Wednesday, April 11, 2012

Centers...the beginning and now

Center time (or workstation time, whichever you call it) is something that starts slow and simply, and grows and changes along with the students.  While centers are going on, both my assistant and I are pulling small groups---I work with word study or guided reading groups, and my assistant often works with math skills or writing.  
Some basic principles of centers in my classroom:
     1.  Centers are never used to introduce skills.  They always reinforce skills we have  
           already learned  and practiced in whole group or small group activities.

     2.  Centers are more about process, not necessarily a product.  My goal is for students to be 
          actively engaged during center time.  If center time ends and the task is not completely
          finished, but the student was engaged and focused during center time, the actual 'product'
         (often a recording sheet of some sort) doesn't necessarily need to be finished.  I don't want 
         students who work more slowly to be penalized---and get bogged down in an endless cycle
         of not moving on because they didn't finish the last center they were working on.   
         Obviously, there are exceptions, but overall this is the plan.
     3.  As much as possible, center activities are hands on activities.  I love Dr. Jean's worksheet      
          philosophy (my paraphrasing): "If the student can't do a worksheet (because they don't 
          have the skills), why have them do a worksheet?  And, if the student does have the 
          skills and can do a worksheet, why have them do a worksheet?"

     4.  I have students work in pairs.  I have tried groups of three or four, and groups of two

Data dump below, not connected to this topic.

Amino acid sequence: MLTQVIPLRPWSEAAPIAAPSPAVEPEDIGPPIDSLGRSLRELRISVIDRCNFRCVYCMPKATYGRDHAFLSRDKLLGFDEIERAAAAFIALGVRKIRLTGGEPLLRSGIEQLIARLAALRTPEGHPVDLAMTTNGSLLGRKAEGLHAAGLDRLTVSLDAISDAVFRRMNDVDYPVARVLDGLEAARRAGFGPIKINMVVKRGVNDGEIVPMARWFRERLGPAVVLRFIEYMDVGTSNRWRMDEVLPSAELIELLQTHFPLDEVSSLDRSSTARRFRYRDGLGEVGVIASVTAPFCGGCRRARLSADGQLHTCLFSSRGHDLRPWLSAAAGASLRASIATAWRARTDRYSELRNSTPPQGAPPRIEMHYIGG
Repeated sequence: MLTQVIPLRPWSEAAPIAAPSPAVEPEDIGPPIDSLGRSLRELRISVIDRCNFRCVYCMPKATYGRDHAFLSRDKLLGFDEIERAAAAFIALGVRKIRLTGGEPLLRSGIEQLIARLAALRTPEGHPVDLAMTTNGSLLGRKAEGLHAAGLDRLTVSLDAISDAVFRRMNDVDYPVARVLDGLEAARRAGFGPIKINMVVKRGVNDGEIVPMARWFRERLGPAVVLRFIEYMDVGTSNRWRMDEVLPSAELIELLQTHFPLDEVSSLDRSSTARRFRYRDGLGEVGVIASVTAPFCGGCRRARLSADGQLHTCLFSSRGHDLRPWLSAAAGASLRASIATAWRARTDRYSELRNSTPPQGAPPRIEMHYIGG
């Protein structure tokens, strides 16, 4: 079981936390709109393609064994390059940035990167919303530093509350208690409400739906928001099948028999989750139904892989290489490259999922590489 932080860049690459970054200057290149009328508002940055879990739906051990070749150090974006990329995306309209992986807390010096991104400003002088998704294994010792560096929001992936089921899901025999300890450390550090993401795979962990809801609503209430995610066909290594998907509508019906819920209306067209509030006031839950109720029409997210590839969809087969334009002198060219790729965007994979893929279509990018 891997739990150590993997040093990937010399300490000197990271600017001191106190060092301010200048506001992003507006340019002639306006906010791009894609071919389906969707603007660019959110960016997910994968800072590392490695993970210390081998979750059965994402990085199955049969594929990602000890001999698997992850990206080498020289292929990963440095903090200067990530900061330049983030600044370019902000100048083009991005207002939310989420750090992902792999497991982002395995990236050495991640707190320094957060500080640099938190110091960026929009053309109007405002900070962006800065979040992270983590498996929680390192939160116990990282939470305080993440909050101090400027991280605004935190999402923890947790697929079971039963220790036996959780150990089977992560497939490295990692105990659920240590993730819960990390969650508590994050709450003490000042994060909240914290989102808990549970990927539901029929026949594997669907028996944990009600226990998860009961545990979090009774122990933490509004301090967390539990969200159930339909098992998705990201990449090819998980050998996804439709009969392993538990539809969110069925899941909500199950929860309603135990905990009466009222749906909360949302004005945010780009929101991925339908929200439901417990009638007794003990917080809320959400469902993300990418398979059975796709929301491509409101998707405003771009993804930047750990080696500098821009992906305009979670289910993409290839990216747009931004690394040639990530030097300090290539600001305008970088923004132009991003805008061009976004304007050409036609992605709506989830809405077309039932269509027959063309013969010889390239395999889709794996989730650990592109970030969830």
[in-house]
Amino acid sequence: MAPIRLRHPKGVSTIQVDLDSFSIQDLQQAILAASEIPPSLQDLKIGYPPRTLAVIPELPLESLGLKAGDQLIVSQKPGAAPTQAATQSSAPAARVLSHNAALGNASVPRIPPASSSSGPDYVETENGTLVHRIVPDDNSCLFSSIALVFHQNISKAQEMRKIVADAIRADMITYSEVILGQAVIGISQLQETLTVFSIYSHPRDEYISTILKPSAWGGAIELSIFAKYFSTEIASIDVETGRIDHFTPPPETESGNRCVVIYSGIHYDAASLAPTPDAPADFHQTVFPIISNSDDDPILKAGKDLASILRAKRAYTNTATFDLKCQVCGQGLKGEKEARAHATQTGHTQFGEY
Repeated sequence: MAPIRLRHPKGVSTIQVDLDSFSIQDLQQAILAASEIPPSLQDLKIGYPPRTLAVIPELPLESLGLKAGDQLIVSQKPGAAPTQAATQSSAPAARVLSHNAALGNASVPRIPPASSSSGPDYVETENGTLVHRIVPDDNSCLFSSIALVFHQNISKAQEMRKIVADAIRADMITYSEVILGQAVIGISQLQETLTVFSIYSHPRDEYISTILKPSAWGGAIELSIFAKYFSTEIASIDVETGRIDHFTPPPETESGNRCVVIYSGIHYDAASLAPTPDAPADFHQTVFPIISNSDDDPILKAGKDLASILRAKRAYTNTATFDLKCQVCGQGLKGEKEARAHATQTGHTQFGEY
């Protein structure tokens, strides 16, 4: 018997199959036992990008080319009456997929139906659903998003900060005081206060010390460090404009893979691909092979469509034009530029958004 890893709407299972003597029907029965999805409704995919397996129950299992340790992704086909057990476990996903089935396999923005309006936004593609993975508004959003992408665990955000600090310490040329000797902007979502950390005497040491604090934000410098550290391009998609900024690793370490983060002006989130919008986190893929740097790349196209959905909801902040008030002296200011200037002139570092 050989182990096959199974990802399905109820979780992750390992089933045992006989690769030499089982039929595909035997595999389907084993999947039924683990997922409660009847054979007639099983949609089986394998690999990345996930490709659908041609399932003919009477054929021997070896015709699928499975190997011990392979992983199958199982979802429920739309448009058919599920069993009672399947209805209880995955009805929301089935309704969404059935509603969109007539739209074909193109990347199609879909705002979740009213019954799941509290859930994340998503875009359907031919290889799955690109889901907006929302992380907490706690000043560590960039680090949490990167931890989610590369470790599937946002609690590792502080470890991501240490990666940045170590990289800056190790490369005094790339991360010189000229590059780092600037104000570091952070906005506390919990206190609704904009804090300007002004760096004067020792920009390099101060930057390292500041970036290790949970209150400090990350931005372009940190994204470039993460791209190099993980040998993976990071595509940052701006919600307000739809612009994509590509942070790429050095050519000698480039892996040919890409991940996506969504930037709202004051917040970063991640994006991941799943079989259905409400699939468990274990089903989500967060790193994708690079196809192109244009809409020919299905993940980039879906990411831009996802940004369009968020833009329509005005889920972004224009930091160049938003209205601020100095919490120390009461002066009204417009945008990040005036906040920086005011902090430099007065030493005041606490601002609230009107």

just seem to work best.  It started out of necessity three years ago, when I had an 
         extremely small room to work in.  After we moved to a larger room, my assistant and 
         I both agreed that pairs still seemed to be the best option.   The teams are changed often, 
         so that students don't get into a rut and have the opportunity to work with many different 
         children throughout the year.

     5.  Often the procedures stay the same in a center, and the materials are just slightly changed 
         to keep it interesting.  This saves a lot of time when explaining new centers---no more 
         30 minute explanations, just to have students forget what to do by day 3.  Now it takes 
         10-15 minutes maximum to explain 36 centers (yes, I said 36).

At the beginning of the year, we start by showing students how to use the materials. On the first day, we start with everyone using the same manipulatives,  On the second day, we introduce another manipulative, and half the class uses one manipulative, and the second half uses the other.  When the timer goes off, we switch.   The third day brings three manipulatives, and so on.  

At this point in the year, things look much different.  We integrate skills, such as fine motor and science, or reading procedural text and following directions.  I put a lot of time and effort into
creating authentic centers, as you can see by the center board below.   The kids do love centers,  though, which makes it worthwhile for me.  We have a new student, and on the first day I had all            of the students introduce themselves to him by sharing their name, their age, and what their favorite
thing about school was.  Almost every single child said center was their favorite thing about school!
Here is the center board:

And here is a glimpse at some of the centers from around Christmas (these are the pictures I have home with me at the moment):

I'll try to post more recent pictures when I get back to school after spring break.

1 comment:

  1. This is a wonderful posting on centers and I love the activities you have developed. I am setting up stations now for transitional kindergarten teachers and I might be asking for advice. Thank you for such great content.